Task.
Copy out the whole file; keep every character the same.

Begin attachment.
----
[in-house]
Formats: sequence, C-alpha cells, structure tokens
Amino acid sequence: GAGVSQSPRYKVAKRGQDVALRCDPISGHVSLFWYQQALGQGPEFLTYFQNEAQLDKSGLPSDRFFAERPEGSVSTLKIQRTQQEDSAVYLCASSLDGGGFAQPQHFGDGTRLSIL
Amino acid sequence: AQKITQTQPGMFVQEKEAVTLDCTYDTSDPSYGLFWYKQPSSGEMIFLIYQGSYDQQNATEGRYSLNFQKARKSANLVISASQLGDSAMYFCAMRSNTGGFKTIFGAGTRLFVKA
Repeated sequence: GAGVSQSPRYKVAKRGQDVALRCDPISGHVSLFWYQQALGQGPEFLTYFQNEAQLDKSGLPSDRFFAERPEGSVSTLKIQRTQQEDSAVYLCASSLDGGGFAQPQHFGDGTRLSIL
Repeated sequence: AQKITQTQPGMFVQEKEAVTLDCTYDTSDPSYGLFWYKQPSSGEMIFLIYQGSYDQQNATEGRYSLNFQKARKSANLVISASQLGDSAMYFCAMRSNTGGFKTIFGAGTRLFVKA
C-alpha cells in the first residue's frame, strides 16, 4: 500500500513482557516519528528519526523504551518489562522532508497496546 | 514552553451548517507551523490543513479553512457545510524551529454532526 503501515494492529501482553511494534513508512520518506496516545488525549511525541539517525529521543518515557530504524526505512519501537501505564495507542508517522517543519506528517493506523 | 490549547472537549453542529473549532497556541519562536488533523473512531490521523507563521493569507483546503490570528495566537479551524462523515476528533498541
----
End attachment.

[in-house]
Formats: sequence, C-alpha cells, structure tokens
Amino acid sequence: GAGVSQSPRYKVAKRGQDVALRCDPISGHVSLFWYQQALGQGPEFLTYFQNEAQLDKSGLPSDRFFAERPEGSVSTLKIQRTQQEDSAVYLCASSLDGGGFAQPQHFGDGTRLSIL
Amino acid sequence: AQKITQTQPGMFVQEKEAVTLDCTYDTSDPSYGLFWYKQPSSGEMIFLIYQGSYDQQNATEGRYSLNFQKARKSANLVISASQLGDSAMYFCAMRSNTGGFKTIFGAGTRLFVKA
Repeated sequence: GAGVSQSPRYKVAKRGQDVALRCDPISGHVSLFWYQQALGQGPEFLTYFQNEAQLDKSGLPSDRFFAERPEGSVSTLKIQRTQQEDSAVYLCASSLDGGGFAQPQHFGDGTRLSIL
Repeated sequence: AQKITQTQPGMFVQEKEAVTLDCTYDTSDPSYGLFWYKQPSSGEMIFLIYQGSYDQQNATEGRYSLNFQKARKSANLVISASQLGDSAMYFCAMRSNTGGFKTIFGAGTRLFVKA
C-alpha cells in the first residue's frame, strides 16, 4: 500500500513482557516519528528519526523504551518489562522532508497496546 | 514552553451548517507551523490543513479553512457545510524551529454532526 503501515494492529501482553511494534513508512520518506496516545488525549511525541539517525529521543518515557530504524526505512519501537501505564495507542508517522517543519506528517493506523 | 490549547472537549453542529473549532497556541519562536488533523473512531490521523507563521493569507483546503490570528495566537479551524462523515476528533498541